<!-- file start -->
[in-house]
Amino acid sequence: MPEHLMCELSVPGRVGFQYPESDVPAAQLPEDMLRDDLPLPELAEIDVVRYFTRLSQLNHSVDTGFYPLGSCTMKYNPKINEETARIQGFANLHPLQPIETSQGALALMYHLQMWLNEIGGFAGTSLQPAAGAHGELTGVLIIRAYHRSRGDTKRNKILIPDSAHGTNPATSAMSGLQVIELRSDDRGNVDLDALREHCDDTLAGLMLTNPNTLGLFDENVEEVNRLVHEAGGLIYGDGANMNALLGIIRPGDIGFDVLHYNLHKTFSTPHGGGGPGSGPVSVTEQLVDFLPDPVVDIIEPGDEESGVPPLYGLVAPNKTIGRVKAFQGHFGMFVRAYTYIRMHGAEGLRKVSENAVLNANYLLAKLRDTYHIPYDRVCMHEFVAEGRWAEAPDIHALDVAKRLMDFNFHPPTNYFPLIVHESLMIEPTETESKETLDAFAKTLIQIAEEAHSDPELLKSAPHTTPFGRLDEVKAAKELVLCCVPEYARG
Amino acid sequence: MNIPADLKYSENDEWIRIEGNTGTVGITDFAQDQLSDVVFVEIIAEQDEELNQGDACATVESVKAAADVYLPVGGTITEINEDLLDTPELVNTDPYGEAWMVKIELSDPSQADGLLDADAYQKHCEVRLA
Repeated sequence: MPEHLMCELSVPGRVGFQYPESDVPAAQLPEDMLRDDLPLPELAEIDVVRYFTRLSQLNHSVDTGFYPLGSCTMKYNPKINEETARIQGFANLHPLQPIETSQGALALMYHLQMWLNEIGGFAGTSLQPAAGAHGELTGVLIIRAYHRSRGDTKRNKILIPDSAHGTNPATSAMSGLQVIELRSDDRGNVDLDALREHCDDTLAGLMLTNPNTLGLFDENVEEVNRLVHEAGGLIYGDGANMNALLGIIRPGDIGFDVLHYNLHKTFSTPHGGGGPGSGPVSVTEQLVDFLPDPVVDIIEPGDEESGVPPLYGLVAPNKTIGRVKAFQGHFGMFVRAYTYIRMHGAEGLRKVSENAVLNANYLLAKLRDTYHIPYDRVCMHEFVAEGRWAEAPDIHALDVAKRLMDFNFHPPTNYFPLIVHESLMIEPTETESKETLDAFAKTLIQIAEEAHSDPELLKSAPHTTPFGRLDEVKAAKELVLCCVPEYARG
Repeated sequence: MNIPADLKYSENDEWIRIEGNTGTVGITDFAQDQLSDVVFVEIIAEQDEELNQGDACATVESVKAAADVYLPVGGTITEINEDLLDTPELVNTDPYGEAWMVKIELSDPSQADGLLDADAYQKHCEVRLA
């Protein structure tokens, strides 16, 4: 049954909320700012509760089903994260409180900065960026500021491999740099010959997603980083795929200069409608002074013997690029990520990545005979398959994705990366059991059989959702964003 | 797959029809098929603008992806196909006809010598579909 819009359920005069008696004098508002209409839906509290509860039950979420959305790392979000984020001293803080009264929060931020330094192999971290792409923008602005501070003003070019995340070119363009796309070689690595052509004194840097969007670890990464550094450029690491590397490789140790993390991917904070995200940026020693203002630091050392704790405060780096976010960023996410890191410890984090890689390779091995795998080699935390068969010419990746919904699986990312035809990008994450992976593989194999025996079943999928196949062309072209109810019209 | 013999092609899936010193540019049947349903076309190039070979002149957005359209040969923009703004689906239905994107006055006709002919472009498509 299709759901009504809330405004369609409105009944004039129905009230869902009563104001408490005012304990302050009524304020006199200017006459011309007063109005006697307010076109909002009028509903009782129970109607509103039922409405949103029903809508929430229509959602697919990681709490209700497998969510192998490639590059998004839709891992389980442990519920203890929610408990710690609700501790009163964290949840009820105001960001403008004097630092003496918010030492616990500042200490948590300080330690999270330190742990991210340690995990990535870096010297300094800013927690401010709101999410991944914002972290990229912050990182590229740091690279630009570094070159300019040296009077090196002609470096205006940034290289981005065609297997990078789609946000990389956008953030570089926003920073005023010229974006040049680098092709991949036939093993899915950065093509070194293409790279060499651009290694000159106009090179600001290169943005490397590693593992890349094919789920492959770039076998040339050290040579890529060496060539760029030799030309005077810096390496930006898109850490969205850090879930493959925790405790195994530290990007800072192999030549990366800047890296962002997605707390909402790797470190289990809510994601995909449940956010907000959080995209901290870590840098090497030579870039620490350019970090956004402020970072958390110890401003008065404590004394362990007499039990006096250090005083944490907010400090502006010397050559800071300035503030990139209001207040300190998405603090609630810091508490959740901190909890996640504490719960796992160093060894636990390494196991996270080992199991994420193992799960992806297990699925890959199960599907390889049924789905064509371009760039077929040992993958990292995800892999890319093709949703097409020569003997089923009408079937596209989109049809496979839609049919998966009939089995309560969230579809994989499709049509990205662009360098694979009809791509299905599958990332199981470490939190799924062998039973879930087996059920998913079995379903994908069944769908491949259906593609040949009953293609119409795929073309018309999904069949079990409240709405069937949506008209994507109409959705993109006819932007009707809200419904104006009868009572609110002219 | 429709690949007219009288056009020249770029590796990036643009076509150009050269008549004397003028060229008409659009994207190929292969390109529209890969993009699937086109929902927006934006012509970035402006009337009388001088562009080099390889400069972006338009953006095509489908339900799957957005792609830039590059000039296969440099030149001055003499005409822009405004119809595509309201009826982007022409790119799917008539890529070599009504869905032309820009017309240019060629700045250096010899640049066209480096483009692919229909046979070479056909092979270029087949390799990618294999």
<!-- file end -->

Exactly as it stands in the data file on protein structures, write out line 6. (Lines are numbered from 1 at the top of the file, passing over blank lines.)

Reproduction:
């Protein structure tokens, strides 16, 4: 049954909320700012509760089903994260409180900065960026500021491999740099010959997603980083795929200069409608002074013997690029990520990545005979398959994705990366059991059989959702964003 | 797959029809098929603008992806196909006809010598579909 819009359920005069008696004098508002209409839906509290509860039950979420959305790392979000984020001293803080009264929060931020330094192999971290792409923008602005501070003003070019995340070119363009796309070689690595052509004194840097969007670890990464550094450029690491590397490789140790993390991917904070995200940026020693203002630091050392704790405060780096976010960023996410890191410890984090890689390779091995795998080699935390068969010419990746919904699986990312035809990008994450992976593989194999025996079943999928196949062309072209109810019209 | 013999092609899936010193540019049947349903076309190039070979002149957005359209040969923009703004689906239905994107006055006709002919472009498509 299709759901009504809330405004369609409105009944004039129905009230869902009563104001408490005012304990302050009524304020006199200017006459011309007063109005006697307010076109909002009028509903009782129970109607509103039922409405949103029903809508929430229509959602697919990681709490209700497998969510192998490639590059998004839709891992389980442990519920203890929610408990710690609700501790009163964290949840009820105001960001403008004097630092003496918010030492616990500042200490948590300080330690999270330190742990991210340690995990990535870096010297300094800013927690401010709101999410991944914002972290990229912050990182590229740091690279630009570094070159300019040296009077090196002609470096205006940034290289981005065609297997990078789609946000990389956008953030570089926003920073005023010229974006040049680098092709991949036939093993899915950065093509070194293409790279060499651009290694000159106009090179600001290169943005490397590693593992890349094919789920492959770039076998040339050290040579890529060496060539760029030799030309005077810096390496930006898109850490969205850090879930493959925790405790195994530290990007800072192999030549990366800047890296962002997605707390909402790797470190289990809510994601995909449940956010907000959080995209901290870590840098090497030579870039620490350019970090956004402020970072958390110890401003008065404590004394362990007499039990006096250090005083944490907010400090502006010397050559800071300035503030990139209001207040300190998405603090609630810091508490959740901190909890996640504490719960796992160093060894636990390494196991996270080992199991994420193992799960992806297990699925890959199960599907390889049924789905064509371009760039077929040992993958990292995800892999890319093709949703097409020569003997089923009408079937596209989109049809496979839609049919998966009939089995309560969230579809994989499709049509990205662009360098694979009809791509299905599958990332199981470490939190799924062998039973879930087996059920998913079995379903994908069944769908491949259906593609040949009953293609119409795929073309018309999904069949079990409240709405069937949506008209994507109409959705993109006819932007009707809200419904104006009868009572609110002219 | 429709690949007219009288056009020249770029590796990036643009076509150009050269008549004397003028060229008409659009994207190929292969390109529209890969993009699937086109929902927006934006012509970035402006009337009388001088562009080099390889400069972006338009953006095509489908339900799957957005792609830039590059000039296969440099030149001055003499005409822009405004119809595509309201009826982007022409790119799917008539890529070599009504869905032309820009017309240019060629700045250096010899640049066209480096483009692919229909046979070479056909092979270029087949390799990618294999």